Coal India to Investors: What’s a Few Billion Tons of Coal Between Friends?

Written by Ben Collins

Topics: Climate & Energy, Coal, Finance

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cil pic 2Yesterday, Greenpeace and the Institute for Energy Economics and Financial Analysis (IEEFA) released a report that reveals that Coal India, the world’s largest coal miner, may be overstating its coal reserves by an estimated 3.5 billion metric tons. As the company and its bankers prepare a new offering of Coal India shares to the investing public, this revelation adds to concerns Greenpeace, RAN, and others have raised about Coal India’s egregious environmental, human rights, and legal compliance record.

Prior to Coal India’s 2010 initial public offering, the company told investors that it had 21.7 billion metric tons of extractable coal reserves. But an internal study by the company’s exploration arm estimated that it had reserves of only 18.2 billion tons as of 2011. If this internal figure turns out to be correct, the 16% difference between Coal India’s official and internal reserve figures would have reduced Coal India’s valuation by approximately $4.25 billion as of April 2011. However, the company has not disclosed or accounted for this discrepancy to shareholders, India’s financial regulators, or stock exchanges.

The Greenpeace/IEEFA report notes that Coal India’s reserves reporting discrepancy calls into question the company’s ability to meet its aggressive 8% annual growth target. Furthermore, if the company somehow achieves its annual production goals (which it failed to meet from 2010-2012), it would be on track to exhaust its reserves by 2030, leaving India’s current and planned coal-fired power plants without adequate fuel supplies.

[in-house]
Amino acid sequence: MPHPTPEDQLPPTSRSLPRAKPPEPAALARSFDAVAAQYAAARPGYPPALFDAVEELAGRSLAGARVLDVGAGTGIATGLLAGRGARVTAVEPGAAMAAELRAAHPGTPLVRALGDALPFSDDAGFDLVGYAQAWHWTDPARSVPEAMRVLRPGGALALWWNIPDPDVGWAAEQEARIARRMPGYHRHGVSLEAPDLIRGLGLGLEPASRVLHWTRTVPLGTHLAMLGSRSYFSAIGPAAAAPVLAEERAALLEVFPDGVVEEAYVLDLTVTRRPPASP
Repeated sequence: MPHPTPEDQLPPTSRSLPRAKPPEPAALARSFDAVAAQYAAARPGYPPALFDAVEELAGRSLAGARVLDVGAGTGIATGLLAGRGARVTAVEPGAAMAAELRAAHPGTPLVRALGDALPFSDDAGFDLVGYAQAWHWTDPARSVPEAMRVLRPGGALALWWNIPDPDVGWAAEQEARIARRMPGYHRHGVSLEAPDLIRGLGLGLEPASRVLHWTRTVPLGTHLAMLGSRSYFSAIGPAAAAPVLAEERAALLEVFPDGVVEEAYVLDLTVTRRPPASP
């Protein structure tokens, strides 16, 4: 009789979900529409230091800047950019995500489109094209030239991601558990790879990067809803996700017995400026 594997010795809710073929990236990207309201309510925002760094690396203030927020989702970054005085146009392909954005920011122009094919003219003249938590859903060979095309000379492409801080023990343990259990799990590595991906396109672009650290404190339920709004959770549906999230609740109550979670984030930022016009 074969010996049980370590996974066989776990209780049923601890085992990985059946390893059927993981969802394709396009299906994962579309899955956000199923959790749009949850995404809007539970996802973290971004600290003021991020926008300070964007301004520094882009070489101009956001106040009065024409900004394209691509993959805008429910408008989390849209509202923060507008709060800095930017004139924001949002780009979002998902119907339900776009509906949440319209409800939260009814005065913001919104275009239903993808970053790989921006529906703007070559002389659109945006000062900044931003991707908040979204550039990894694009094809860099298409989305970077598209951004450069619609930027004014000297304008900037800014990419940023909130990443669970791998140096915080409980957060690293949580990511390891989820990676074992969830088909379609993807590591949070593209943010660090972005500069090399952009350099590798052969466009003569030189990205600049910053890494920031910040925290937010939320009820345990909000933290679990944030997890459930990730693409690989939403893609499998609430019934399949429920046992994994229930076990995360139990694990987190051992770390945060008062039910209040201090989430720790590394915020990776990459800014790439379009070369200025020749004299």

When considered along with evidence of Coal India’s widespread violations of India’s environmental laws and severe corruption problems, the company’s reserves reporting raises a deeper concern for investors: If company executives are flouting the law and stealing from their employer, why would you expect them to look out for the best interests of shareholders?

In combination, Coal India’s environmental, human rights, legal, and reporting messes leave the company’s bankers with a problem. With their reputations and client relationships on the line, how do Bank of America, Credit Suisse, Deutsche Bank, and Goldman Sachs plan to sell the company’s share offering to investors? It would be bad enough for their sales pitch to skip over evidence that the company’s mines have forcibly evicted vulnerable forest communities, destroyed endangered species habitat, and used child labor. But investors are unlikely to forget the banks that sold them stock in a mining company that turned out to be missing 3.5 billion tons of coal.

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